FOGGY WINDOW ON THE PAST: Ben Lynfield says his reporting for today's story amplified a paradox about Israel: It's extremely open about its past, but still has some dark corners. In researching the story, he was able to walk into the building where the state archives are kept and pull the cabinet meeting notes off the shelf. The crucial passages, however, were deleted. "They seemed to have deleted just a bit of information," Ben says. "If they were just a little more open, you could learn so much about the decisionmaking in 1948."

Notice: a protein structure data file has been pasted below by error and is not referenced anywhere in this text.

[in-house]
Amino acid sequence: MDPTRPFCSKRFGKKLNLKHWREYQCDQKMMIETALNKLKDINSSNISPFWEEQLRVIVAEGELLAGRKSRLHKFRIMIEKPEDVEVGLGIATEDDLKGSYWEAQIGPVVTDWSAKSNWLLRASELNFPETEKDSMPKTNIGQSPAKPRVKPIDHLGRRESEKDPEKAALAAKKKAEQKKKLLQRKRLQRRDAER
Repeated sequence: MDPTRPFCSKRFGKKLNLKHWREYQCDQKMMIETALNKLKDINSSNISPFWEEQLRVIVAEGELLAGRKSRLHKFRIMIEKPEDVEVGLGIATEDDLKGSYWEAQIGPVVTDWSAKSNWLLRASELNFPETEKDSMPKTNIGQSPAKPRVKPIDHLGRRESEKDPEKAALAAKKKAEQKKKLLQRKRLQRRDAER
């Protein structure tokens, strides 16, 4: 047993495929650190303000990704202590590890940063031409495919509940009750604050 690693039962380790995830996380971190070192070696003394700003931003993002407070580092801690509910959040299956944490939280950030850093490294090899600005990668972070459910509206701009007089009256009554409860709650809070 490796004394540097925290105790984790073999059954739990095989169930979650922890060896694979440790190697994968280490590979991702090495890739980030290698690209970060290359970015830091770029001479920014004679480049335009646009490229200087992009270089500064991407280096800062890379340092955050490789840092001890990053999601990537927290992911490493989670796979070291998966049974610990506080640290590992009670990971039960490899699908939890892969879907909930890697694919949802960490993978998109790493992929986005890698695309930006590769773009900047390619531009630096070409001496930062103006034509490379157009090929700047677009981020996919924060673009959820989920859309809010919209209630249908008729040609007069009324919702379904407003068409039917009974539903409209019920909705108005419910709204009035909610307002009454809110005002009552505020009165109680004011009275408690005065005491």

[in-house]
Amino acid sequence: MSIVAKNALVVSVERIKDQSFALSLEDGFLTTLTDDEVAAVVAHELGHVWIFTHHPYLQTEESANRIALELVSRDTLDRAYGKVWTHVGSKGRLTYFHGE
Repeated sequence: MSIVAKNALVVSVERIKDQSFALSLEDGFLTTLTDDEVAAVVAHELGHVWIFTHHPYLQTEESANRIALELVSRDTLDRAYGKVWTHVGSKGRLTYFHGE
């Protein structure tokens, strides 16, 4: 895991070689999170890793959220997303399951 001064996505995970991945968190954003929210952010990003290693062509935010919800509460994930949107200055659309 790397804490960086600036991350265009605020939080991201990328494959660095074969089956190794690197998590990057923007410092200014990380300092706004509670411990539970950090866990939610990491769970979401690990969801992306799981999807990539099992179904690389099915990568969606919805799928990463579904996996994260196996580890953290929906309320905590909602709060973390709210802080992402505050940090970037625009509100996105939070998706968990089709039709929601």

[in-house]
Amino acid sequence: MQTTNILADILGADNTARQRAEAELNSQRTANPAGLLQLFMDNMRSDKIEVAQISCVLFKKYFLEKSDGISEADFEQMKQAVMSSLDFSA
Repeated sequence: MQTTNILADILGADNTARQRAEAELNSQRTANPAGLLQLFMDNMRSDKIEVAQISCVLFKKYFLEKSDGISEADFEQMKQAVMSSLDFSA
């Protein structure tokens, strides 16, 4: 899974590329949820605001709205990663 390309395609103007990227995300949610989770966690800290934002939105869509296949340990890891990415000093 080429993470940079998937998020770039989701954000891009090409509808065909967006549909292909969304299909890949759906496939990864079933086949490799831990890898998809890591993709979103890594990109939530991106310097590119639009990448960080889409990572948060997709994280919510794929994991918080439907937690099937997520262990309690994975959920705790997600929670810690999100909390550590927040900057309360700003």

DODGING CHECKPOINTS: Reporter Juliette Terzieff says that getting to the ethnic Albanian rebels in today's story required a bit of hide-and-seek. KFOR troops and Serbian police patrol the mountainous roads. First, she spotted a Serbian checkpoint and pulled over. "We didn't have Serbian visas and didn't think they'd let us pass," Juliette says. Then, a carload of ethnic Albanians pulled up and advised her to turn around. "A guy, who said his name was 007, offered to guide us." He jumped into the car and led her through the mountains, skirting the roads that KFOR patrols. "We had valid KFOR press credentials, so that wouldn't have been a problem for us. But our guide shouldn't have been there. He kept begging us not to let him be arrested by KFOR if we were caught," she says. When they pulled into the rebel camp, "They seemed quite surprised and happy to see us. Not many people get into this area, and they were pleased to get their story out."
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